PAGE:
Here's a rundown of all the games I played.  I'll include the designer, who I played with, and also three ratings, from 1-5.  The first is how close to finished I felt the game was.  A 1 means it was a super early prototype and a 5 means it was very close to publication ready.  The second is how fun the game was in its current state.  A 1 means it needs a lot of work and wasn't really playable or much fun at all.  A 5 means I had a great time playing and would love to play again.  Finally, the third number is the potential the game has of becoming a really great game.  A 1 means I wasn't a huge fan of the game (luckily there weren't any of those) and a 5 means I thought the game was pretty awesome.

So a rating of 2-2-5 would mean that it was a pretty early prototype, wasn't a whole lot of fun yet, but had quite a bit of potential to be a pretty good game.

Friday, April 13, 2018
Title: Apogee-Perigee
By: Randy Ekl
Played with: Randy Ekl, Troy Pichelman, Andrew Hanson, Patrick Lindsay
Prototype Rating: 1-3-4

For the fourth Protospiel in a row the first game I played was designed by either Randy or Maxine Ekl.  At Madison 2016 it was Stripes by Maxine, Milwaukee 2017 it was Prime Location by Randy, then Chicago 2017 it was Middlin' by Randy, and Milwaukee 2018 was Apogee-Perigee by Randy.  Apogee-Perigee is a worker placement game where players have ships orbiting a star.  They must collect various items in the orbits and eventually trade them in to build space stations for points.  The game had some interesting decisions, but the items to collect were way too complex.  There were nine (?) different types of items to collect and most of those had variants based on which orbit and what quadrant of the board they were collected in.  This made for over 30 different items that could be collected, making things too complex to track easily.  The good thing is, with some streamlining, Apogee-Perigee has potential to be a pretty fun game with some interesting worker placement and path mechanics.

Title: The Manhattan Project: War Machine
By: Jan M. Gonzalez / Minion Games
Played with: James Mathe, Dustin Oakley, JT Smith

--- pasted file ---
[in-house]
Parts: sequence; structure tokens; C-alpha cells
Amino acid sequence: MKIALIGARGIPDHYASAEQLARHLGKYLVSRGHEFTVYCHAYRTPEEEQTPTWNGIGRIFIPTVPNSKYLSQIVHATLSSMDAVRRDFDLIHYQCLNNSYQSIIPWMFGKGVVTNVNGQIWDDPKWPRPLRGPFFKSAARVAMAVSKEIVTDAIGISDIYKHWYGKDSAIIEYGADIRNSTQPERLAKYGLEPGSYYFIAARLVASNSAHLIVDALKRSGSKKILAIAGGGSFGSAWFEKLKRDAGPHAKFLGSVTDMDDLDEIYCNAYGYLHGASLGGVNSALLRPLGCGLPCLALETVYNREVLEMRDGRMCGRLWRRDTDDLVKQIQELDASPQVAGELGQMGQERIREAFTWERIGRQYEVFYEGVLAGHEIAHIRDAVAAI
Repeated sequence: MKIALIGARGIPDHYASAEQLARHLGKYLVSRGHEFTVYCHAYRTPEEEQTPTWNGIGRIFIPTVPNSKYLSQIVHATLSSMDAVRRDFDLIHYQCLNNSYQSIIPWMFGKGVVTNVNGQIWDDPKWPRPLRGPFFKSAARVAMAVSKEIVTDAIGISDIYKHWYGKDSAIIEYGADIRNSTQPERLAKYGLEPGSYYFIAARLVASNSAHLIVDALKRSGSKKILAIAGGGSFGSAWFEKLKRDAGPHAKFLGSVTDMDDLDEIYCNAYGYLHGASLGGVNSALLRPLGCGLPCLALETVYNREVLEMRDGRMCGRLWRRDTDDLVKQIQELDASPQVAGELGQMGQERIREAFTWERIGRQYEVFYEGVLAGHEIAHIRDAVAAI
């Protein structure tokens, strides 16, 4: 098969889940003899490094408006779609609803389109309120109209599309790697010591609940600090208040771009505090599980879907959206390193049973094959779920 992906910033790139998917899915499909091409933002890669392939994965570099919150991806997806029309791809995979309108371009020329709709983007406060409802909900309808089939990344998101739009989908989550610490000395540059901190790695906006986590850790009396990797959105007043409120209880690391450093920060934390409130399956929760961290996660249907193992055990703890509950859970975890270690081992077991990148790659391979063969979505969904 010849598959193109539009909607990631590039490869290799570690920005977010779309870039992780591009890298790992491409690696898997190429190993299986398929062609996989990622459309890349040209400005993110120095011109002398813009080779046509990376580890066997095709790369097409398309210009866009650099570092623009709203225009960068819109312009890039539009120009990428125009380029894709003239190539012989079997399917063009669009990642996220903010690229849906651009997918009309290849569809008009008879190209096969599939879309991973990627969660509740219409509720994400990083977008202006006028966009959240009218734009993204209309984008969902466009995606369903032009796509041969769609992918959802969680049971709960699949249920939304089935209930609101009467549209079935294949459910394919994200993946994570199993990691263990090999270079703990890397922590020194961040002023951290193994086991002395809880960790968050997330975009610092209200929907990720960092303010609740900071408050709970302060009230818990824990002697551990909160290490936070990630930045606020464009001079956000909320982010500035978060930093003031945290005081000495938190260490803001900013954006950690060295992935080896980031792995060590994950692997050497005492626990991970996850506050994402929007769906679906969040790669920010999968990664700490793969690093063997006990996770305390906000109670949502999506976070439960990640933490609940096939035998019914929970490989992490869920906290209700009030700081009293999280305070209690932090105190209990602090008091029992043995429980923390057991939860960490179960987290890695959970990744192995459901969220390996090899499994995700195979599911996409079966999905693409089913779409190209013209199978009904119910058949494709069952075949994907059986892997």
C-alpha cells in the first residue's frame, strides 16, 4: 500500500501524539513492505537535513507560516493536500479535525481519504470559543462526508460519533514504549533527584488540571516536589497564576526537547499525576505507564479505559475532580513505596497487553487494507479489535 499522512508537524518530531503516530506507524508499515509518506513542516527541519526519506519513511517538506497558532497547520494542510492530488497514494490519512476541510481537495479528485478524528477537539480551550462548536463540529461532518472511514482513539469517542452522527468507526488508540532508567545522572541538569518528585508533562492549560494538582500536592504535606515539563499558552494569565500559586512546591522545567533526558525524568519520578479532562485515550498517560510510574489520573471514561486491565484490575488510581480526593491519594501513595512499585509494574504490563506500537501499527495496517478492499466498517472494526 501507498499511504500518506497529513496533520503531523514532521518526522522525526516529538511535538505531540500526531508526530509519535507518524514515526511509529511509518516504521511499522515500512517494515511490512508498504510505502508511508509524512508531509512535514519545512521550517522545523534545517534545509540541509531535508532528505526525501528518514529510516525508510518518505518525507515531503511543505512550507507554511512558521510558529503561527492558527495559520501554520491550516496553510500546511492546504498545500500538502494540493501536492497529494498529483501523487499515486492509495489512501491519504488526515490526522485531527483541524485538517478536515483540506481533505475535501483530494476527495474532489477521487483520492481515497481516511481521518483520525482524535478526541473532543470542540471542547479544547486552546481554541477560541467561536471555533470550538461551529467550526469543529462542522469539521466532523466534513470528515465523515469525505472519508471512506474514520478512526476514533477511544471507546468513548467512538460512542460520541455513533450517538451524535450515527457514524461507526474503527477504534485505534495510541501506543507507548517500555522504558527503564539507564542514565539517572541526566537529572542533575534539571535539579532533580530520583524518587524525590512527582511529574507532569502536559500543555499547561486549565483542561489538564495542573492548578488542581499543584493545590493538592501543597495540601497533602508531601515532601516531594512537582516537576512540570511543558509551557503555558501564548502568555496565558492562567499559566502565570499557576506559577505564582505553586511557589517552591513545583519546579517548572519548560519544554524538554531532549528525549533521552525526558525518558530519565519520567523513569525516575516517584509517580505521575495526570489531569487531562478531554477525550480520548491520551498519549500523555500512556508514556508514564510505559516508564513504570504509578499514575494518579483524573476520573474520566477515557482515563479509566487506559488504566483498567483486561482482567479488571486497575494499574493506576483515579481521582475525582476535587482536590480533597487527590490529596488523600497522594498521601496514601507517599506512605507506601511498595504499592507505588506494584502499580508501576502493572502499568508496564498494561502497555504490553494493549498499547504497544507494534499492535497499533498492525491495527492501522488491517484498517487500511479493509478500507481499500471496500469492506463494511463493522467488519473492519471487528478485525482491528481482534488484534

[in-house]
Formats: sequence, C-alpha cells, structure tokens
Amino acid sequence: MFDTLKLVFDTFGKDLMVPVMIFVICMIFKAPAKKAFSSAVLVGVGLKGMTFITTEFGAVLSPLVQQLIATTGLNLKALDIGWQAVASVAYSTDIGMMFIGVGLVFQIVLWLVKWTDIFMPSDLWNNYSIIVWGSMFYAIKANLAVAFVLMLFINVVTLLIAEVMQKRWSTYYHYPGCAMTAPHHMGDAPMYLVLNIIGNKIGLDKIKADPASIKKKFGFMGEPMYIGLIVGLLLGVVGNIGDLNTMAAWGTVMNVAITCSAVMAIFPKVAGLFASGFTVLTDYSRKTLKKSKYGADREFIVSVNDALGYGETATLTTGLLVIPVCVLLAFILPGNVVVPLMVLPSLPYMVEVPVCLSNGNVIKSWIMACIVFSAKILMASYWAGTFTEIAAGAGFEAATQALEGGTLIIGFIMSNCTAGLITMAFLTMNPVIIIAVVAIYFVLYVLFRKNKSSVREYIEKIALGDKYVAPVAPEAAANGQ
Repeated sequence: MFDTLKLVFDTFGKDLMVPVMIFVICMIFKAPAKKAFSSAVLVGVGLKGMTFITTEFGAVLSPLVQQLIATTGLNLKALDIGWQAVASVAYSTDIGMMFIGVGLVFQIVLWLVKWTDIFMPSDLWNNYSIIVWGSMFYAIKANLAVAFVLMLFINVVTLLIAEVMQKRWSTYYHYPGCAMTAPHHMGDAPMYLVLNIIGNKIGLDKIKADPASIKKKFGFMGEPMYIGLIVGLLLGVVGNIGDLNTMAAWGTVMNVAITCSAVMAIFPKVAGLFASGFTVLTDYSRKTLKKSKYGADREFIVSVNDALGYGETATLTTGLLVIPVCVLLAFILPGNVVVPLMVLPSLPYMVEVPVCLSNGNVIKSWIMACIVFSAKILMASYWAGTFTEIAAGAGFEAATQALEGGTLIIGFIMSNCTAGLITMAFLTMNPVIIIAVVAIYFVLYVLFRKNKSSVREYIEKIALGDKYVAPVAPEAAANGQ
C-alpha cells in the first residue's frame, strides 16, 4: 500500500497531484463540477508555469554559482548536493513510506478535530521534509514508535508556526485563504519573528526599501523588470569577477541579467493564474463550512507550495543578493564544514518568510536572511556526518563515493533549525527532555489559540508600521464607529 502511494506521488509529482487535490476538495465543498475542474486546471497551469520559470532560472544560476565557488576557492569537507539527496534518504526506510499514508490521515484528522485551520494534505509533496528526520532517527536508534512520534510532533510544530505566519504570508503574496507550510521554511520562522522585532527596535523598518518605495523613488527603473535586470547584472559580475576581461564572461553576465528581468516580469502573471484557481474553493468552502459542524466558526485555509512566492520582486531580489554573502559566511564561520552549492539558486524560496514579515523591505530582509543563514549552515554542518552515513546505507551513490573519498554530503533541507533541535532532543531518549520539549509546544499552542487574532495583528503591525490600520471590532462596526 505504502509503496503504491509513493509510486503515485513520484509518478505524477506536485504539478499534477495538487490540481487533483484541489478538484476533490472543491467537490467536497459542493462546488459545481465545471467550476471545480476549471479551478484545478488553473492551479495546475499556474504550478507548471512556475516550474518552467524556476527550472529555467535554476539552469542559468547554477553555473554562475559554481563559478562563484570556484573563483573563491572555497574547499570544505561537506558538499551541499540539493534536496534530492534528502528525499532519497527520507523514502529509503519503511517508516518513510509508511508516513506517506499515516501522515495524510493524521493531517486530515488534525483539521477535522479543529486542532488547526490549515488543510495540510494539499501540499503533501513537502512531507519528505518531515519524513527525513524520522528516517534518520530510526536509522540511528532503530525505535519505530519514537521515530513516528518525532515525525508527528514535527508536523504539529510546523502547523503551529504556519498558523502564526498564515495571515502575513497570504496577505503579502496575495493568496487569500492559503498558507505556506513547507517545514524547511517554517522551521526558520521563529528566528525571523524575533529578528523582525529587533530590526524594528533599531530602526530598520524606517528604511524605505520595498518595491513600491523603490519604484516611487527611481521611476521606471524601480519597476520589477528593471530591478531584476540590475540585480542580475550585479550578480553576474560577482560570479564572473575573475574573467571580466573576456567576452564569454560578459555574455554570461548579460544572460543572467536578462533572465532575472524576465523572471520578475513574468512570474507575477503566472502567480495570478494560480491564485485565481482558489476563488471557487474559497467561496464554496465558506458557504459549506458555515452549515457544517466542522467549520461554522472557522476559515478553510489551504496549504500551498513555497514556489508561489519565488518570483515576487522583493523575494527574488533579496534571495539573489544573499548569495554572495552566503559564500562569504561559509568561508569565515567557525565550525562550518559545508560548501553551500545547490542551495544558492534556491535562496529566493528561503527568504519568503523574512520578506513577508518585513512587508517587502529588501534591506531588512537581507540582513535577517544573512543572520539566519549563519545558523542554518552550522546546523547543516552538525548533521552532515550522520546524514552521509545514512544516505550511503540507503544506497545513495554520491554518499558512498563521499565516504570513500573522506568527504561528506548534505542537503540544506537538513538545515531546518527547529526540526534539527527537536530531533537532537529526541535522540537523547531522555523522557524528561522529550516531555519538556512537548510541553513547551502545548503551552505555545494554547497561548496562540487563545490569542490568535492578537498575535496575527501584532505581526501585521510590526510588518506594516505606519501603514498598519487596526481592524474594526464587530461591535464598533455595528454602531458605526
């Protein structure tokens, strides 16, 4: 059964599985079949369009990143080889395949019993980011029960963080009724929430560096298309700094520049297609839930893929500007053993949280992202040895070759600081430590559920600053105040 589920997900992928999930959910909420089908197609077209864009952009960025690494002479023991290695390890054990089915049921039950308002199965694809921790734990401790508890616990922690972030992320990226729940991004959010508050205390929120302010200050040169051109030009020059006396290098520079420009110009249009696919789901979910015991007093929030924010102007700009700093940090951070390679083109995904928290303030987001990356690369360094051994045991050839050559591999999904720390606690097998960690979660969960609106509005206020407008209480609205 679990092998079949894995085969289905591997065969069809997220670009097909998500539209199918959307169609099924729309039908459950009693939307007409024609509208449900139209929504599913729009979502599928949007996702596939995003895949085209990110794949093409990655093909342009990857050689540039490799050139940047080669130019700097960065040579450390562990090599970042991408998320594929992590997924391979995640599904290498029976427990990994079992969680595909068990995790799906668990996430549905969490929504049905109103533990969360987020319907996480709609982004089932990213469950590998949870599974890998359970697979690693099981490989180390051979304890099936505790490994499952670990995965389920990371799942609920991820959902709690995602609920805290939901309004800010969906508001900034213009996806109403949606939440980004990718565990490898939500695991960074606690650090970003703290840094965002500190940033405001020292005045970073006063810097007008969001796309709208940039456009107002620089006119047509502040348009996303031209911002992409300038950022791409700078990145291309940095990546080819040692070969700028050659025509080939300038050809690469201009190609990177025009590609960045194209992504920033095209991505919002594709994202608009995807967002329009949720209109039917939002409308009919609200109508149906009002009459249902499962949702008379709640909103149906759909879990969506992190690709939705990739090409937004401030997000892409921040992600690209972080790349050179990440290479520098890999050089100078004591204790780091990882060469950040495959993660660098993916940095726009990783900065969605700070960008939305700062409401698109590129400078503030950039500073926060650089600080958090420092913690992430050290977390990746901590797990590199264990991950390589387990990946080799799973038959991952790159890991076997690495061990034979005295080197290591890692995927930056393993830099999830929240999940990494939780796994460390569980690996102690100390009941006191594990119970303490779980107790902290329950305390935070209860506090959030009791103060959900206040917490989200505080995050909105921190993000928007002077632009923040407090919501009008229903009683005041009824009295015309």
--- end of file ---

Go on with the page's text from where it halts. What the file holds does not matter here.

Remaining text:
Prototype Rating: 3-4-4

This is one of the games that beat out my TMP dice game in the contest I entered last year.  Although I won the in-person submission portion of the contest, two games from the The Game Crafter portion of the contest were selected for publication and this was one of them.  This was a really solid game with great dice placement mechanics.  The name really didn't fit with the game though (it's based more on Energy Empire than the original The Manhattan Project).  While playing the game everything felt solid and well integrated, after thinking about it for a while I realized that all you're really trying to do in the game is construct buildings.  You have roll dice in order to activate areas on the board that lets you gain resources, build buildings, exchange resources, and a few other actions.  Essentially you have to manage three resources (money, metal, and plastic) in order to purchase buildings that give you certain benefits and end game points.  It's a solid game mechanically, but I hope that the development process brings some more interesting elements of the theme into the game.


Title: Death Trap Bits
By: Troy Pichelman
Played with: Dustin Oakley, JT Smith, Adelheid Zimmerman
Prototype Rating: 1-3-4

This is Troy Pichelman's entry for The Game Crafter's Bits Only game design contest.  You can't use any printed components for the contest (other than the box and rulebook).  Death Trap Bits is a dungeon crawler where people have to put together a team of adventurers to explore dungeon rooms, battle monsters, and collect loot.  The game was quite fun, although pretty unbalanced.  With some work (and a move to printed tiles for some of the elements) this could be pretty fun.


Title: Trick Builders
By: George Jaros
Played by:1st game:  JT Smith, Adelheid Zimmerman, Randy Ekl, Troy Pichelman 
2nd Game: Randy Ekl, Maxine Ekl, Eric Jome, Kevin Jones